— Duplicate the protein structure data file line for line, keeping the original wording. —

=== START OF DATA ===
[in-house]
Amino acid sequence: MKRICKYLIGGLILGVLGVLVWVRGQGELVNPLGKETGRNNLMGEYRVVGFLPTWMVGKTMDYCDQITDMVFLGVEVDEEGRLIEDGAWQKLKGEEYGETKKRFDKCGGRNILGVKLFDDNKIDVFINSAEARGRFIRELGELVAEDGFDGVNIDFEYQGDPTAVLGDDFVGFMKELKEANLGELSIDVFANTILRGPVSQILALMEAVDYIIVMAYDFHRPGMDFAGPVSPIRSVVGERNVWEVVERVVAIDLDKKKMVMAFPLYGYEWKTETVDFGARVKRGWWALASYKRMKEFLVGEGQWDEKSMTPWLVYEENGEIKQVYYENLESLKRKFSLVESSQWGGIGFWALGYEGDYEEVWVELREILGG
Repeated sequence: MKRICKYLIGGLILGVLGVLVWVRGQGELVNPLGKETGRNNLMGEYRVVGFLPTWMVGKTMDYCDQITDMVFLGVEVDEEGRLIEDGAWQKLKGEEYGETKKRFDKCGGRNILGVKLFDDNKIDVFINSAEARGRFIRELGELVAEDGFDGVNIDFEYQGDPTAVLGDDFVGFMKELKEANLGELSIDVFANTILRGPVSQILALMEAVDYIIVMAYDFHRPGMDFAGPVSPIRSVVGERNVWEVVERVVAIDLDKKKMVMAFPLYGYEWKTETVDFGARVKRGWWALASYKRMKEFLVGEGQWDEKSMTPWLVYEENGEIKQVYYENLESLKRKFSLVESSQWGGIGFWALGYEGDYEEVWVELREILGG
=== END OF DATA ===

[in-house]
Amino acid sequence: MKRICKYLIGGLILGVLGVLVWVRGQGELVNPLGKETGRNNLMGEYRVVGFLPTWMVGKTMDYCDQITDMVFLGVEVDEEGRLIEDGAWQKLKGEEYGETKKRFDKCGGRNILGVKLFDDNKIDVFINSAEARGRFIRELGELVAEDGFDGVNIDFEYQGDPTAVLGDDFVGFMKELKEANLGELSIDVFANTILRGPVSQILALMEAVDYIIVMAYDFHRPGMDFAGPVSPIRSVVGERNVWEVVERVVAIDLDKKKMVMAFPLYGYEWKTETVDFGARVKRGWWALASYKRMKEFLVGEGQWDEKSMTPWLVYEENGEIKQVYYENLESLKRKFSLVESSQWGGIGFWALGYEGDYEEVWVELREILGG
Repeated sequence: MKRICKYLIGGLILGVLGVLVWVRGQGELVNPLGKETGRNNLMGEYRVVGFLPTWMVGKTMDYCDQITDMVFLGVEVDEEGRLIEDGAWQKLKGEEYGETKKRFDKCGGRNILGVKLFDDNKIDVFINSAEARGRFIRELGELVAEDGFDGVNIDFEYQGDPTAVLGDDFVGFMKELKEANLGELSIDVFANTILRGPVSQILALMEAVDYIIVMAYDFHRPGMDFAGPVSPIRSVVGERNVWEVVERVVAIDLDKKKMVMAFPLYGYEWKTETVDFGARVKRGWWALASYKRMKEFLVGEGQWDEKSMTPWLVYEENGEIKQVYYENLESLKRKFSLVESSQWGGIGFWALGYEGDYEEVWVELREILGG